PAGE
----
In the end both of you go away happy.
 

Andrea W

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Does anyone have any suggestions on how much change we should have on hand and in what denominations. Something like $50 or $100 in $1's, $5's, and quarters?
 

chris_everett

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Many banks have a change "package" that they will get for you, with appropriate denominations. I would talk to them.
 

Nathan*W

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All my sales have started with $50 in ones and $10 in quarters. Should be plenty.

Another nifty idea is to sell coffee/doughnuts in addition to your stuff. Some people skip breakfast to get there early and people don't barter on food prices. If the sale goes through lunch, I've pulled out the gas grill and sold hot dogs/sodas. You'd be amazed how much it adds to your bottom line.
 

Randy Tennison

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We did the garage sale thing a couple of times, and I hated it. The early birds, the dicker-ers, the rudeness.

We had a little box with seashells on it for a dime. A guy had the nerve to ask if I would take less for it.

Now, we donate all our items to Goodwill. We inventory them, assign a fair market value (from a spreadsheet provided by our tax accountant), and deduct the donation on our taxes. This year, we donated over $1000.00 worth of clothing and home goods to Goodwill (which was about 3 years worth of stuff). If we had a garage sale, we would have been lucky to get $150.00 for it all (minus the time and lost weekend).

Plus, hopefully, the goods will get used by needy families, rather than greedy families!
 

BryanZ

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1. Make clear signs on how to get there. Bright orange/pink/neon with arrows pointing the way. Think cars going 20 - 40 MPH. Are they going to read an address? Just put on there 'SALE' or something similar with an arrow pointing which way to go.

2. Make the letters and arrows highly visable. Big. Remember the above. Drivers eyes are looking. You want them to see your signs and know where to go. Do not bother using small tip markers. Use the big ones. You may consider some nice decorating on the signs but keep it simple and straight forward.

3. Take weather into account. If it is a cold day, sell coffee or hot chocolate at a quarter per cup. If it is warm or hot, ice tea, lemonade, bottled water, or soda is the way to go. Sell snacks too.

4. Play some nice background music that will appeal to most everyone. Heavy metal, hard core rap, classical music, or opera you can pretty much rule out. Music can help the sales.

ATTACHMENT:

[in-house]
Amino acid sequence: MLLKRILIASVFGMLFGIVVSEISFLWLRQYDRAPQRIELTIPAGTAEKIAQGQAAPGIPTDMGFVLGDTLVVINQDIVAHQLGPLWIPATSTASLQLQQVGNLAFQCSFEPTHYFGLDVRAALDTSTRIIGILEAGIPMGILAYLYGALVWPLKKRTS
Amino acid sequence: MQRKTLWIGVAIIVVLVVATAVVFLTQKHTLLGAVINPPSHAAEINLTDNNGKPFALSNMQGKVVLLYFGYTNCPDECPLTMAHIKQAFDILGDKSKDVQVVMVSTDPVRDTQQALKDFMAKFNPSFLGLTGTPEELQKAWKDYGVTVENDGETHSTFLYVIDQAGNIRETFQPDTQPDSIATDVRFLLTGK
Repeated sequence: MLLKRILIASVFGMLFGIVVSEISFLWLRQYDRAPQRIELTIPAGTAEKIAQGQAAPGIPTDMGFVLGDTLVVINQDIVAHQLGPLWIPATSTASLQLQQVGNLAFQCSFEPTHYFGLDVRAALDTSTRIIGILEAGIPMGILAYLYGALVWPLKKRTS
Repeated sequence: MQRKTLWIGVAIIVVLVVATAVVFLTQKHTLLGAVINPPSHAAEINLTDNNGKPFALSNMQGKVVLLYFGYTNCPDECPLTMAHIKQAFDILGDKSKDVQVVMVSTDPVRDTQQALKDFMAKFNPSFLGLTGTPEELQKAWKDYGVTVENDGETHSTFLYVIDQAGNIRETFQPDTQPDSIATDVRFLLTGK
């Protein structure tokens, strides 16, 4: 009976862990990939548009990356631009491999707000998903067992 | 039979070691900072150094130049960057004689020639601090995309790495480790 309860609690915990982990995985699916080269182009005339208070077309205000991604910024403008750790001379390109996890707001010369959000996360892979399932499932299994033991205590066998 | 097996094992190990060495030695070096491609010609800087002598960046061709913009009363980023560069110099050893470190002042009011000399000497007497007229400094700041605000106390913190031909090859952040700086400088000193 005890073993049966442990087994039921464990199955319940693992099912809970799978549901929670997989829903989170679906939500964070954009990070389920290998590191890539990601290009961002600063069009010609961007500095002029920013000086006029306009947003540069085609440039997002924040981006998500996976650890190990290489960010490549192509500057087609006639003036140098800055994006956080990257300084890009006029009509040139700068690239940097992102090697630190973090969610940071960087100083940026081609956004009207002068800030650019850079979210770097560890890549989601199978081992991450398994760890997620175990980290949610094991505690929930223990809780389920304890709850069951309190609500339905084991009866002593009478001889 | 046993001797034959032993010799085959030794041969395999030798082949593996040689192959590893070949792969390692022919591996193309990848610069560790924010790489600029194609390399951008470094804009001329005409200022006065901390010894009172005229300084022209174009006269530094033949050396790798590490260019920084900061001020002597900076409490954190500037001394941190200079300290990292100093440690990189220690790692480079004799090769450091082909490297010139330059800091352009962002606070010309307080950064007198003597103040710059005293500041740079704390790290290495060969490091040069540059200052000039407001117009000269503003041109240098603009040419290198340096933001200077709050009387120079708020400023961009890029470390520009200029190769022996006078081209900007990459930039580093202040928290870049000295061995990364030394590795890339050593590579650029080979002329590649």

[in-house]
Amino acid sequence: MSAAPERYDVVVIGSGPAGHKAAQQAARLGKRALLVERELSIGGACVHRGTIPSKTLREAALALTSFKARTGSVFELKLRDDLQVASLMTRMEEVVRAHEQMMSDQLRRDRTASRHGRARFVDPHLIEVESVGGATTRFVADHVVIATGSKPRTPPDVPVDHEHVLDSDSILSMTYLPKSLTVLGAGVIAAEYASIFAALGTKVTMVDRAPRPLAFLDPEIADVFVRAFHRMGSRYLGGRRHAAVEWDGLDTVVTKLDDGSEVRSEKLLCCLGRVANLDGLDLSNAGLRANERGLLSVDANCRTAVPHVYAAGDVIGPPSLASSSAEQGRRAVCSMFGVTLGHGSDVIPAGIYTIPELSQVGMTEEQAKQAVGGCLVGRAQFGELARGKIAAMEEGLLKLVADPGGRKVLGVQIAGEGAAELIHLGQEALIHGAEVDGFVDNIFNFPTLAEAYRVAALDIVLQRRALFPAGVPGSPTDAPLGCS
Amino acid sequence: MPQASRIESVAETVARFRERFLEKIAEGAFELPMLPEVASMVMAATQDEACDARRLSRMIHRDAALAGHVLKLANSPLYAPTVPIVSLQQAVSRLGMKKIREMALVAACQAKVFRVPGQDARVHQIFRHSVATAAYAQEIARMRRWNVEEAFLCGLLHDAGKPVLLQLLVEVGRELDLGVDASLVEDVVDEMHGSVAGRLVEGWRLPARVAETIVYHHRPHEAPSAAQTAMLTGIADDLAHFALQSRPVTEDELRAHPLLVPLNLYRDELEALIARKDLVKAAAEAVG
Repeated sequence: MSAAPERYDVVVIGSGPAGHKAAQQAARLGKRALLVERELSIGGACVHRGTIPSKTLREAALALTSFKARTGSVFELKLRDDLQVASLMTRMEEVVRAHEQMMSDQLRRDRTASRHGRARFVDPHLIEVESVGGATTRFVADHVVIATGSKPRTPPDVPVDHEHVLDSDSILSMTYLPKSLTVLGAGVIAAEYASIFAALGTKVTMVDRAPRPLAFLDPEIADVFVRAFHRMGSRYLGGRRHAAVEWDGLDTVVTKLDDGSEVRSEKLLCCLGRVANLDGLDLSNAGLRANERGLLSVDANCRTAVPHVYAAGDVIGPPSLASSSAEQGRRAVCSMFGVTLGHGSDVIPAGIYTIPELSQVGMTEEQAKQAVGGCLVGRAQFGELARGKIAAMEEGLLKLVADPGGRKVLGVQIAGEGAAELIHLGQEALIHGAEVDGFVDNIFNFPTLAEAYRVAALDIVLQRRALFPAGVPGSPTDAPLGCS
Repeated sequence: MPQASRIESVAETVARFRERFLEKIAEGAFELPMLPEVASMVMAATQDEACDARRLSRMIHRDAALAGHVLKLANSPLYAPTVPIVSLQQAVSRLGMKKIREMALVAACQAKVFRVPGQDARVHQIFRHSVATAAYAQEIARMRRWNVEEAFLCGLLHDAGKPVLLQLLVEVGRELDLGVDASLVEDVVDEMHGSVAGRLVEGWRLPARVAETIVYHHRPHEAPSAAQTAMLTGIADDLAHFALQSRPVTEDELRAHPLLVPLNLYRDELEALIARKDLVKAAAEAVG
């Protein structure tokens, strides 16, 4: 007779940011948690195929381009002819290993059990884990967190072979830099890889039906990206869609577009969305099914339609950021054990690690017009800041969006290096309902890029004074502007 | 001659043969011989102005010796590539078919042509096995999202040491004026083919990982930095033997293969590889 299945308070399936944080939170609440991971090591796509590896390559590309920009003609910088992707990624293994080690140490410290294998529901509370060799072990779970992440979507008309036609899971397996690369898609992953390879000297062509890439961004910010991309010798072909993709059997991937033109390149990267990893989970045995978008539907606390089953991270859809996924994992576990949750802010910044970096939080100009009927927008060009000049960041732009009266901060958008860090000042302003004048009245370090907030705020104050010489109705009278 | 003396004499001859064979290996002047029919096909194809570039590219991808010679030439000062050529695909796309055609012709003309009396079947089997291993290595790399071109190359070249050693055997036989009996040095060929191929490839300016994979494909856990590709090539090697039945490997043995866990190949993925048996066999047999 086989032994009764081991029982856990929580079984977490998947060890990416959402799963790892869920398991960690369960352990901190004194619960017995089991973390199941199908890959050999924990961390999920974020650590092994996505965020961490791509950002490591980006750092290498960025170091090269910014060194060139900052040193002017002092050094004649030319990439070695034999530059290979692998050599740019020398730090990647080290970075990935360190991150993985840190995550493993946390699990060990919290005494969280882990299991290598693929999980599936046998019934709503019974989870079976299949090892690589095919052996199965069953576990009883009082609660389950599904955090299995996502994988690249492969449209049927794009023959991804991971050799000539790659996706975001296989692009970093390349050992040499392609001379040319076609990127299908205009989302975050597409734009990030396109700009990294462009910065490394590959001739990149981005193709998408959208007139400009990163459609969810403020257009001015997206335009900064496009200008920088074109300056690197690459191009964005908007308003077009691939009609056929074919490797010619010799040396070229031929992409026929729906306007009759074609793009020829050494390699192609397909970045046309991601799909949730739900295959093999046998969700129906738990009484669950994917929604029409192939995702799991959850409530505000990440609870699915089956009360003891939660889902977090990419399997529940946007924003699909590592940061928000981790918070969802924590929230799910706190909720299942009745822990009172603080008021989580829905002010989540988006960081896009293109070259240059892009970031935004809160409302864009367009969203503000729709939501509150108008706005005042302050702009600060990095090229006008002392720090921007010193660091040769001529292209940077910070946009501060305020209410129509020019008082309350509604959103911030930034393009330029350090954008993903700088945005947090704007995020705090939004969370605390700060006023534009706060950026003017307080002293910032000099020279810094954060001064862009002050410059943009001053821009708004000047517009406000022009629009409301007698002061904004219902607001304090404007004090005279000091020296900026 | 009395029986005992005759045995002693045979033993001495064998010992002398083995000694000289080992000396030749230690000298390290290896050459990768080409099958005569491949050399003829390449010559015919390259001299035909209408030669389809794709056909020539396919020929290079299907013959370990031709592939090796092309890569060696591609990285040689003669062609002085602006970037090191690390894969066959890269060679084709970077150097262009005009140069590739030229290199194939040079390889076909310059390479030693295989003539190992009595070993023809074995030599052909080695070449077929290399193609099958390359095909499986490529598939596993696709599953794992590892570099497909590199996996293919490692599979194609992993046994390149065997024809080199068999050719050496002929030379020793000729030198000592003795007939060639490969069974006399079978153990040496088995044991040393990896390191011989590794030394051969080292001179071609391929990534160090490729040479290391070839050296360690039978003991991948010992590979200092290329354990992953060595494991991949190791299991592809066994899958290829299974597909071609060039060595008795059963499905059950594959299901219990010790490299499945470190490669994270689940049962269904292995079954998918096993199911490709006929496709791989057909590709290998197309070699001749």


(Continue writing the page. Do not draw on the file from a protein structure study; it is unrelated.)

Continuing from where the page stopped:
5. Group similarly priced items. $0.25 pile, $0.50 pile, $1 pile, etc.

6. Everything is negotiable. You don't want to put that stuff back into your house.

7. Whomever is selling the goods should be close by. Separate cash boxes may be needed in order not to confuse my cash and profits with yours.

8. Have an idea of what may go early. Tools and electronics can be in this category. They also will attract customers. As an example, one of the first items sold at the yard sale I was participating in was my pair of KLH speakers.

9. Set as much up before 7:00 as humanly possible. People doing yard sales like to start at 8 but let's be honest. Those serious buyers will be there at 7 - 7:30. Your busy period likely will be between 7 - 9:30. Plan accordingly.

10. Change. I'd say have $75 worth. 6 $5s, 30 $1s, $10 in quarters, and $5 in dimes.

11. Have bags and newspaper readily available. Newspaper for the glass/breakable objects and the bags to make it easy for customers to carry. Those plastic bags you get with groceries often work wonderfully.

12. Original packaging if possible. Cleans out the garage and attic too and makes it easier for the customers. They know the item is much more secure that way. Less work for the spouse to do later too.

13. Could be an oversight but take care of landscaping beforehand. You want the place to look nice and not neglected.

14. Clean the goods ahead of time. Dust, polish, wash, etc. Spruce it up. Doing this can be a lot of work but can be well worth the effort. Additionally, remember people will be driving by. Give them a reason to stop and look.

15. Lastly, don't forget the sunscreen and comfortable chairs. You don't want to be a lobster nor to have blisters on your feet.

Good luck!
 

David McGough

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Be aware of people coming and checking out what is in your garage and what your lay out is.
I had a sale and was robbed 2 weeks later. The things I did not have for sale were stolen. Cover your personal stuff up.

If nice weather done even allow people in your garage.
Crooks will take the time to size you up.

Dave
 

Garrett Lundy

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Easier method for multi-owner sale. Make a list of everything a person has in the sale and its price (ie. lamp $1, DVD $2, etc etc). Place the price sticker on the item and run everything out of one register.

At the end of the day, count remaining inventory and divide the spoils o' war according to what did or didn't sell (You sold five of bob's dvd's, but the lamp is still there = $10).

My biggest complaint about such sales is that people have unrealistic expectations about what stuff is worth, broken Playskool baby things for $12 and whatnot.

And the biggest problem: All the good used stuff will just get sold on Ebay anyway. In a best case scenario you can find some cheap used CD's at a garage sale.
 

Patrick_S

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That has not been my experience this past year.

While a lot of good items are sold on EBay a lot of people just don't want to go the EBay route and still sell good stuff at yard sales.

This past year I've picked up several items that you can regularly find on EBay for higher prices but the seller in these cases sold them on the street.